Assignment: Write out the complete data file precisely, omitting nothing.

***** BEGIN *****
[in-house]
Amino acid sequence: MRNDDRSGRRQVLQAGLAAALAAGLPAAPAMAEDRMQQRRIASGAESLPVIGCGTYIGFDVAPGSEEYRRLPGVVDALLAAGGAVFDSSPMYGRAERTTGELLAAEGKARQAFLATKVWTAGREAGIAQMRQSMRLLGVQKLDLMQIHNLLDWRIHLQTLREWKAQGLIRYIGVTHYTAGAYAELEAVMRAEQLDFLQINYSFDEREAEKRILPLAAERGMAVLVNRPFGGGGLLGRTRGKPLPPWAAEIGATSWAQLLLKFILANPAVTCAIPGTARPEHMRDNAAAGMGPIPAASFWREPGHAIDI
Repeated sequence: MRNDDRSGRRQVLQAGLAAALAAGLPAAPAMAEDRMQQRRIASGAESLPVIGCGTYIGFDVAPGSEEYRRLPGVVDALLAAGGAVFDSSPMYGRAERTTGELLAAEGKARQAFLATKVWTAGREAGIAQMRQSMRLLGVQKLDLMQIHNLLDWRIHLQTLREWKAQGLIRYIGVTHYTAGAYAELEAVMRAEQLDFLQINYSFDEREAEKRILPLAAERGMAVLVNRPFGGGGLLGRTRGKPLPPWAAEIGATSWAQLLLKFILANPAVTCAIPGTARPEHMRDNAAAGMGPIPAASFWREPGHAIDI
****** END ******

[in-house]
Amino acid sequence: MRNDDRSGRRQVLQAGLAAALAAGLPAAPAMAEDRMQQRRIASGAESLPVIGCGTYIGFDVAPGSEEYRRLPGVVDALLAAGGAVFDSSPMYGRAERTTGELLAAEGKARQAFLATKVWTAGREAGIAQMRQSMRLLGVQKLDLMQIHNLLDWRIHLQTLREWKAQGLIRYIGVTHYTAGAYAELEAVMRAEQLDFLQINYSFDEREAEKRILPLAAERGMAVLVNRPFGGGGLLGRTRGKPLPPWAAEIGATSWAQLLLKFILANPAVTCAIPGTARPEHMRDNAAAGMGPIPAASFWREPGHAIDI
Repeated sequence: MRNDDRSGRRQVLQAGLAAALAAGLPAAPAMAEDRMQQRRIASGAESLPVIGCGTYIGFDVAPGSEEYRRLPGVVDALLAAGGAVFDSSPMYGRAERTTGELLAAEGKARQAFLATKVWTAGREAGIAQMRQSMRLLGVQKLDLMQIHNLLDWRIHLQTLREWKAQGLIRYIGVTHYTAGAYAELEAVMRAEQLDFLQINYSFDEREAEKRILPLAAERGMAVLVNRPFGGGGLLGRTRGKPLPPWAAEIGATSWAQLLLKFILANPAVTCAIPGTARPEHMRDNAAAGMGPIPAASFWREPGHAIDI